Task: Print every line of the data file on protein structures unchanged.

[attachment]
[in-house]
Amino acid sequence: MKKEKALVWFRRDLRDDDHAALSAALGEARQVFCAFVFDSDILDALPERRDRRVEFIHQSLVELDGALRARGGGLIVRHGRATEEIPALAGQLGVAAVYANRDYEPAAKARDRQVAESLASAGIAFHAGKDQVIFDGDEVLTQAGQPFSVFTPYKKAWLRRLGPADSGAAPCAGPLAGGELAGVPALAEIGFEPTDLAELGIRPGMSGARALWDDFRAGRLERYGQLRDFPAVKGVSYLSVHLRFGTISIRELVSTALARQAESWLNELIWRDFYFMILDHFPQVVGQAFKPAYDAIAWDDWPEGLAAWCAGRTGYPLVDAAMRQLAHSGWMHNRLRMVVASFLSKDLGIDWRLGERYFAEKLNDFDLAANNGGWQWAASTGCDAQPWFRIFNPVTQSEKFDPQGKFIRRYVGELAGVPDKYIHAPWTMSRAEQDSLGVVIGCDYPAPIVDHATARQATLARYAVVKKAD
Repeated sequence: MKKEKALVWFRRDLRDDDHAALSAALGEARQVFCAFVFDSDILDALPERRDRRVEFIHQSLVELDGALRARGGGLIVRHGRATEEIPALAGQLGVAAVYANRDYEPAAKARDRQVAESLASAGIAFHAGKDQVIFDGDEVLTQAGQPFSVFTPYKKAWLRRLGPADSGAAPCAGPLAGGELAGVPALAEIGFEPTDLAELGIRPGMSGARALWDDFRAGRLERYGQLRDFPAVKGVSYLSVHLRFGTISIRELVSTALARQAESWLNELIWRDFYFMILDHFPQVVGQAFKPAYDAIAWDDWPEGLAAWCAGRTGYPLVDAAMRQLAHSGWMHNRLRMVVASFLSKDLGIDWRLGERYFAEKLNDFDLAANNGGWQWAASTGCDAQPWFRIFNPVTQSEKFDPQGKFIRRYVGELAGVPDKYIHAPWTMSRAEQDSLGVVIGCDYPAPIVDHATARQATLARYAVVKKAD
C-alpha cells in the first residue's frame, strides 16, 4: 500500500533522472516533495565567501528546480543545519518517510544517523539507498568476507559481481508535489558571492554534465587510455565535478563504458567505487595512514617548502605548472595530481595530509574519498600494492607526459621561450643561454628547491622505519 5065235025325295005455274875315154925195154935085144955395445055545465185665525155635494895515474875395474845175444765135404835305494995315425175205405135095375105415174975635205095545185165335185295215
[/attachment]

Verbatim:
[in-house]
Amino acid sequence: MKKEKALVWFRRDLRDDDHAALSAALGEARQVFCAFVFDSDILDALPERRDRRVEFIHQSLVELDGALRARGGGLIVRHGRATEEIPALAGQLGVAAVYANRDYEPAAKARDRQVAESLASAGIAFHAGKDQVIFDGDEVLTQAGQPFSVFTPYKKAWLRRLGPADSGAAPCAGPLAGGELAGVPALAEIGFEPTDLAELGIRPGMSGARALWDDFRAGRLERYGQLRDFPAVKGVSYLSVHLRFGTISIRELVSTALARQAESWLNELIWRDFYFMILDHFPQVVGQAFKPAYDAIAWDDWPEGLAAWCAGRTGYPLVDAAMRQLAHSGWMHNRLRMVVASFLSKDLGIDWRLGERYFAEKLNDFDLAANNGGWQWAASTGCDAQPWFRIFNPVTQSEKFDPQGKFIRRYVGELAGVPDKYIHAPWTMSRAEQDSLGVVIGCDYPAPIVDHATARQATLARYAVVKKAD
Repeated sequence: MKKEKALVWFRRDLRDDDHAALSAALGEARQVFCAFVFDSDILDALPERRDRRVEFIHQSLVELDGALRARGGGLIVRHGRATEEIPALAGQLGVAAVYANRDYEPAAKARDRQVAESLASAGIAFHAGKDQVIFDGDEVLTQAGQPFSVFTPYKKAWLRRLGPADSGAAPCAGPLAGGELAGVPALAEIGFEPTDLAELGIRPGMSGARALWDDFRAGRLERYGQLRDFPAVKGVSYLSVHLRFGTISIRELVSTALARQAESWLNELIWRDFYFMILDHFPQVVGQAFKPAYDAIAWDDWPEGLAAWCAGRTGYPLVDAAMRQLAHSGWMHNRLRMVVASFLSKDLGIDWRLGERYFAEKLNDFDLAANNGGWQWAASTGCDAQPWFRIFNPVTQSEKFDPQGKFIRRYVGELAGVPDKYIHAPWTMSRAEQDSLGVVIGCDYPAPIVDHATARQATLARYAVVKKAD
C-alpha cells in the first residue's frame, strides 16, 4: 500500500533522472516533495565567501528546480543545519518517510544517523539507498568476507559481481508535489558571492554534465587510455565535478563504458567505487595512514617548502605548472595530481595530509574519498600494492607526459621561450643561454628547491622505519 5065235025325295005455274875315154925195154935085144955395445055545465185665525155635494895515474875395474845175444765135404835305494995315425175205405135095375105415174975635205095545185165335185295215